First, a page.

How can I say no without harming relationships? So far, I’ve tried to explain our resource constraints and other priorities, but neither seems to be landing.
2/ Career planning
One-on-ones with your manager can often be very tactical. It’s important to make time with your manager to discuss your long-term career path.
For you, this is extremely valuable. It allows you to zoom out from OKRs and annual goals to reflect on the skills you want to accumulate, the experiences you want to have and the relationships you want to build.
For your manager, it helps them understand what you want and what it will take to keep you motivated in your role.
Great managers will use this information to connect you with opportunities to grow your career. Selfishly, this helps them retain good PMs and gives you a chance to have more impact in your role.
Examples of career planning topics:
One of my career goals is to become a manager by the end of the year. I spoke with two people managers this week (Jack and Melanie) to get their feedback on the right managerial skills to build and how to build them.
Based on these conversations, here is my plan [link] to learn these skills in the next 6 months.
Are there items missing?
Do you have other suggestions for how I might learn these skills?
Finally, one-on-ones are a great place to review strategic directions for your product area.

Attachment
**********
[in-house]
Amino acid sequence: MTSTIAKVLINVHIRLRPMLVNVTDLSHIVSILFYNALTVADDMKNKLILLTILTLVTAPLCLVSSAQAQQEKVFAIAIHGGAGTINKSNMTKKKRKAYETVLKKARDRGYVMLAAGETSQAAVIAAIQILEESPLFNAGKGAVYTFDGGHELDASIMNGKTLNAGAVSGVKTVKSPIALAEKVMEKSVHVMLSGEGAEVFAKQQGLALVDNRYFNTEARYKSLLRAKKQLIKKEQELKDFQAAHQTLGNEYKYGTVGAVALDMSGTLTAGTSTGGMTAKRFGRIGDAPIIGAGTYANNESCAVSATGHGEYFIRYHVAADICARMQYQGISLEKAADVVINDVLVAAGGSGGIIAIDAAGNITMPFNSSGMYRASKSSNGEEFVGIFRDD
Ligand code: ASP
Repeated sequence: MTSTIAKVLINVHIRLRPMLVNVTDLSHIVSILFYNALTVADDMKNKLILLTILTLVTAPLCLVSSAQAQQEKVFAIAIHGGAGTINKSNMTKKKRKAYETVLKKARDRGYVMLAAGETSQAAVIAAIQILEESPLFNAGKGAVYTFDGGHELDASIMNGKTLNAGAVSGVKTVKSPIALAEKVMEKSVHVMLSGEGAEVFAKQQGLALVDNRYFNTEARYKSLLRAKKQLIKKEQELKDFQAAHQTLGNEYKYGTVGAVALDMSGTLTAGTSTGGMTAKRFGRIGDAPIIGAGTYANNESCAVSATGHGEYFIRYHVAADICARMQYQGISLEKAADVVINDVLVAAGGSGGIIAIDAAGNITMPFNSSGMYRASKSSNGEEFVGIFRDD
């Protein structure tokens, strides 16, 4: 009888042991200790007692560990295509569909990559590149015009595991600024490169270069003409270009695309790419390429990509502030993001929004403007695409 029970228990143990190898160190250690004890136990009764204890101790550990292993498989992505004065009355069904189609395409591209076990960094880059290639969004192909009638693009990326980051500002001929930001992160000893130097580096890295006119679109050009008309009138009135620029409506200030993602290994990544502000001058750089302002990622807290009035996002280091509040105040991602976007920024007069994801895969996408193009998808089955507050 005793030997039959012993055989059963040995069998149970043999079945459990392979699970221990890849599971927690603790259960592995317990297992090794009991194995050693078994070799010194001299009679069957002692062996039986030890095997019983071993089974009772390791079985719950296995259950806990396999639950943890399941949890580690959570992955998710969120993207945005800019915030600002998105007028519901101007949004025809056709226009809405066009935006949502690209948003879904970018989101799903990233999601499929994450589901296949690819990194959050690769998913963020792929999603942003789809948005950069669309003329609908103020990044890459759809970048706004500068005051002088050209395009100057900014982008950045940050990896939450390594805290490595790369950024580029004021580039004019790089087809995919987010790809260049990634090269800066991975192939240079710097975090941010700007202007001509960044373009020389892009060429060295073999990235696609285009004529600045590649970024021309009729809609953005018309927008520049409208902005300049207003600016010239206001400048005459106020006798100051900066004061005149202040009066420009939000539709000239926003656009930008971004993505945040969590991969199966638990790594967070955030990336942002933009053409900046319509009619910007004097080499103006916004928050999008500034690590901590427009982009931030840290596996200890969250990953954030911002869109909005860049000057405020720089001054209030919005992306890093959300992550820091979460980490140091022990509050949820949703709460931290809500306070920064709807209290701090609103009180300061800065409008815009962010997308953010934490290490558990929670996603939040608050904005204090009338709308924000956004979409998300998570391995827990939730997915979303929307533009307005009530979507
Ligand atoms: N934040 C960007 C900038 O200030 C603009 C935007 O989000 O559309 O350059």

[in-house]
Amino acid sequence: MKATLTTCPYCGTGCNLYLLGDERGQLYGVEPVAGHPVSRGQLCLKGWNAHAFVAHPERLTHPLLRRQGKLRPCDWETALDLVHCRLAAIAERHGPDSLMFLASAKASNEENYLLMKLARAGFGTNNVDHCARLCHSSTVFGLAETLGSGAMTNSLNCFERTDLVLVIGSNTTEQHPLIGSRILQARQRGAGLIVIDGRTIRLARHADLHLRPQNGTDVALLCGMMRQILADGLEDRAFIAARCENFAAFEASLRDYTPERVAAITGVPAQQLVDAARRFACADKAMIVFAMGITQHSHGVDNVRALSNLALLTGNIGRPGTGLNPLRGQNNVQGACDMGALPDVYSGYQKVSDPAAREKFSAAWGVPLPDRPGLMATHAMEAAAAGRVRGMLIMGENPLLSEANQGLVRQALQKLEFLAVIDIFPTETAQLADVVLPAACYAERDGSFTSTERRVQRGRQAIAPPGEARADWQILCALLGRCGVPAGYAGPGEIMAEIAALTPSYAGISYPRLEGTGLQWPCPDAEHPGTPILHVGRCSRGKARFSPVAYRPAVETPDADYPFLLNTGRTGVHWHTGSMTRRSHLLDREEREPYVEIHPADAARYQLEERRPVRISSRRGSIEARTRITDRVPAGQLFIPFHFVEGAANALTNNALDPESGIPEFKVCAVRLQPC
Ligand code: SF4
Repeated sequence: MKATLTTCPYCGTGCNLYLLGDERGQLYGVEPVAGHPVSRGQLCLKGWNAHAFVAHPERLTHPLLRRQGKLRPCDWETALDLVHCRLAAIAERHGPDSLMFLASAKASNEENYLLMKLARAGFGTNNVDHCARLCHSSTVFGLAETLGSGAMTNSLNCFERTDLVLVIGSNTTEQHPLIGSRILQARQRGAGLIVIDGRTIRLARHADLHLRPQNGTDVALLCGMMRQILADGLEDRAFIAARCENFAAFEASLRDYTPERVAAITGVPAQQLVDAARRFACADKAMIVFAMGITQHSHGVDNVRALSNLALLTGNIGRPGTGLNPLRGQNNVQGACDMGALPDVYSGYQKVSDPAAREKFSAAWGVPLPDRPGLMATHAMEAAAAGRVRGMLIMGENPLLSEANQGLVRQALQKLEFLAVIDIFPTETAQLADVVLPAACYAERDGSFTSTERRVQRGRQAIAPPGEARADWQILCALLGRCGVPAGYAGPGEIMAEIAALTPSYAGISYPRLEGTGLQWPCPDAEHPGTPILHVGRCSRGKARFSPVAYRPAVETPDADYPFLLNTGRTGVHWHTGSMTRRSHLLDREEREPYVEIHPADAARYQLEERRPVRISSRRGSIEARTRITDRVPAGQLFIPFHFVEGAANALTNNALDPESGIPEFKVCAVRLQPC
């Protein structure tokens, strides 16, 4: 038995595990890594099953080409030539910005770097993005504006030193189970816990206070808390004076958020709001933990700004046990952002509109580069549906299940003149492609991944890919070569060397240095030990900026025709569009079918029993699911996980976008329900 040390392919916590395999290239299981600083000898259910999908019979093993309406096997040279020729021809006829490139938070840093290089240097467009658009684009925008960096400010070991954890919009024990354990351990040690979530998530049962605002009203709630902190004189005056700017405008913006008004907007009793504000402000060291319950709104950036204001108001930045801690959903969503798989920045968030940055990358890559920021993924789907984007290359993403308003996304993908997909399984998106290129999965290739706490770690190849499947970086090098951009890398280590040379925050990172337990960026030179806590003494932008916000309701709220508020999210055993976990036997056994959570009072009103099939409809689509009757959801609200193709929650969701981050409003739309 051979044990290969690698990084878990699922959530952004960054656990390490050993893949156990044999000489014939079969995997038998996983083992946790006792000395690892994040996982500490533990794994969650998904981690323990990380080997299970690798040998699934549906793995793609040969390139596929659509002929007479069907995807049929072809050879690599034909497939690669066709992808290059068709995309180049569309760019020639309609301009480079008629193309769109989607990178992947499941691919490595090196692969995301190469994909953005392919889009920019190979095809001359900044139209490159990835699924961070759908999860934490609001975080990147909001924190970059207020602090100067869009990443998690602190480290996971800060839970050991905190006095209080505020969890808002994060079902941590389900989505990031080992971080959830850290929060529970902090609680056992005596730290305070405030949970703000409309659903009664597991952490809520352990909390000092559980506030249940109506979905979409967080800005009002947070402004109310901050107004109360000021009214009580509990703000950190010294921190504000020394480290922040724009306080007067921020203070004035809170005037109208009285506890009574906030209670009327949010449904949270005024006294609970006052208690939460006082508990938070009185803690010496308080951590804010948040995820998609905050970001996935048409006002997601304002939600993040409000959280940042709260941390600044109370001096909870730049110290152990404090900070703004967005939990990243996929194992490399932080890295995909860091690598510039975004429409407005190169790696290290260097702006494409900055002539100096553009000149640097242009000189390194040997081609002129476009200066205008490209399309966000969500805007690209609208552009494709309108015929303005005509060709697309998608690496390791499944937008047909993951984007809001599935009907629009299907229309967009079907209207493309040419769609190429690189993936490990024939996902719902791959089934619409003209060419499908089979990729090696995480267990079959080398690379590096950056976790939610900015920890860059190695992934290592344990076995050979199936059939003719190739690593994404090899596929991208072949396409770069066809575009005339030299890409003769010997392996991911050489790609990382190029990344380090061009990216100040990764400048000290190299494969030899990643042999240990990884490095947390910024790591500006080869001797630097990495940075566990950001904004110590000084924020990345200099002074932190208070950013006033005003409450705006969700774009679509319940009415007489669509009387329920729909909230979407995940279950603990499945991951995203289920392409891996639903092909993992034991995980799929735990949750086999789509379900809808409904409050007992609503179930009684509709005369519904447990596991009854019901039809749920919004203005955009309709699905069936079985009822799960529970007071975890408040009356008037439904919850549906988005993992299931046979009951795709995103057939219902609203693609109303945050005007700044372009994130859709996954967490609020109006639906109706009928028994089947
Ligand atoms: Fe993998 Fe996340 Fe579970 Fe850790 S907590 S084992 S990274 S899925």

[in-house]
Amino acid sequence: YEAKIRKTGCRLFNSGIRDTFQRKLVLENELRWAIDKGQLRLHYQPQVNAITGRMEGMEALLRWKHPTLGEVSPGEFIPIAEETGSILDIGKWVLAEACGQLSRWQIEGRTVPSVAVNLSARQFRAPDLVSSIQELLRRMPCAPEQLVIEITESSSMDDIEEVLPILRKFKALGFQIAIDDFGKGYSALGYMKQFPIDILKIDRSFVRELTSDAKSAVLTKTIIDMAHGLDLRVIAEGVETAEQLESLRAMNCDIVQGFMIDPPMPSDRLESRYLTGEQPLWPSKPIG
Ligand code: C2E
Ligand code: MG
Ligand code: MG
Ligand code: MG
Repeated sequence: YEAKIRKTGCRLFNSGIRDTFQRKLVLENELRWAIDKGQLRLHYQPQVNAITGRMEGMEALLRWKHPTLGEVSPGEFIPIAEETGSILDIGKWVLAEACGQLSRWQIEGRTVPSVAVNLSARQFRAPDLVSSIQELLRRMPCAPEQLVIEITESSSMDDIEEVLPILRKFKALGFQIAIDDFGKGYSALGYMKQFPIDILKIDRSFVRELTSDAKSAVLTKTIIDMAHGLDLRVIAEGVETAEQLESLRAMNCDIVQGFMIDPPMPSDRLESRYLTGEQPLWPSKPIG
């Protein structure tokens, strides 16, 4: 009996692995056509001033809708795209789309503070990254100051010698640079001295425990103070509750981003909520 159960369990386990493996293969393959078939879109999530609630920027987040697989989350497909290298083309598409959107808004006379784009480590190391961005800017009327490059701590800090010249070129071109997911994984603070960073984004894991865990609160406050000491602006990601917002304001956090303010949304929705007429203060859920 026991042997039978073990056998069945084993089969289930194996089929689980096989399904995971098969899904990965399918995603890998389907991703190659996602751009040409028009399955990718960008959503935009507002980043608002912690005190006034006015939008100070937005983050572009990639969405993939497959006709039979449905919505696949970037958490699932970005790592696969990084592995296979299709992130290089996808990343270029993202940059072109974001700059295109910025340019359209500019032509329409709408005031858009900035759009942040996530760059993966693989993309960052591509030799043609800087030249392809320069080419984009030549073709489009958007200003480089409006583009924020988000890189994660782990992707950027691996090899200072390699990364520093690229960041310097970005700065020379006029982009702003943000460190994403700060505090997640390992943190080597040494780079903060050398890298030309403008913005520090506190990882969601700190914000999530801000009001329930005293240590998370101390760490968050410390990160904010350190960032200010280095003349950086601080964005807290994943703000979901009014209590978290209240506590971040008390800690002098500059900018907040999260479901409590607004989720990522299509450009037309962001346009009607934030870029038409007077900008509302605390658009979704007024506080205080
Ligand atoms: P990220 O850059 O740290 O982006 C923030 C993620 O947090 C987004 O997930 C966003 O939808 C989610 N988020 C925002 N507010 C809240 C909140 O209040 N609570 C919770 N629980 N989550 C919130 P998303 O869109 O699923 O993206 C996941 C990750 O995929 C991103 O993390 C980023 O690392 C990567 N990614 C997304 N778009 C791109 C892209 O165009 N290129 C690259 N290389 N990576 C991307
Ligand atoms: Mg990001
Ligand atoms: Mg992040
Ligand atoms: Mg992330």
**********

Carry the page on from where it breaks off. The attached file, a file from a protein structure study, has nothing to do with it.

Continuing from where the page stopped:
Examples of strategy topics:
I think we need to more aggressively target Customer Segment Z. There is a $10B opportunity if we can capture 10% of this market in the next 4 years.
Are you aligned with this framework for evaluating the investment decision?
Who else should I run this decision by?
Putting this into practice
With a template in hand, make sure to do the following three things to deploy it correctly:
Share the doc with your manager so they have visibility on upcoming and past conversations
Add your topics at least 24 hours before your one-on-one. This makes sure that A) your manager has time to read it if they like, B) it’s ready for your one-on-one
Bonus: send your manager a message with the agenda and ask them to drop any comments or add any topics they’d like to the agenda
If there are no topics, cancel the meeting to save time
Stick to the agenda and capture notes live.
In summary, use your one-on-ones with your manager to build a strong relationship.
You can do this by creating visibility on your work, seeking their input and discussing your long-term career objectives.
Community Advice on Managing Up
I asked Twitter what advice they have on managing up. There was some great advice:
From Adam, Director of Product at Microsoft:
From Graham, Product Partner at Connect Ventures:
🚨 Featured job opportunities
🤝 Paxos: Product Manager - Brokerage Transfers(New York City, US Remote)
🏄 Fractal Founders: Founder (New York City, San Francisco)
If you’re looking for your next play, apply to be a part of my Talent Collective.
If your team is hiring, reply to this email or reach out.
If you’re new to Product Life, join 9,700+ product managers growing their careers:
Until next time,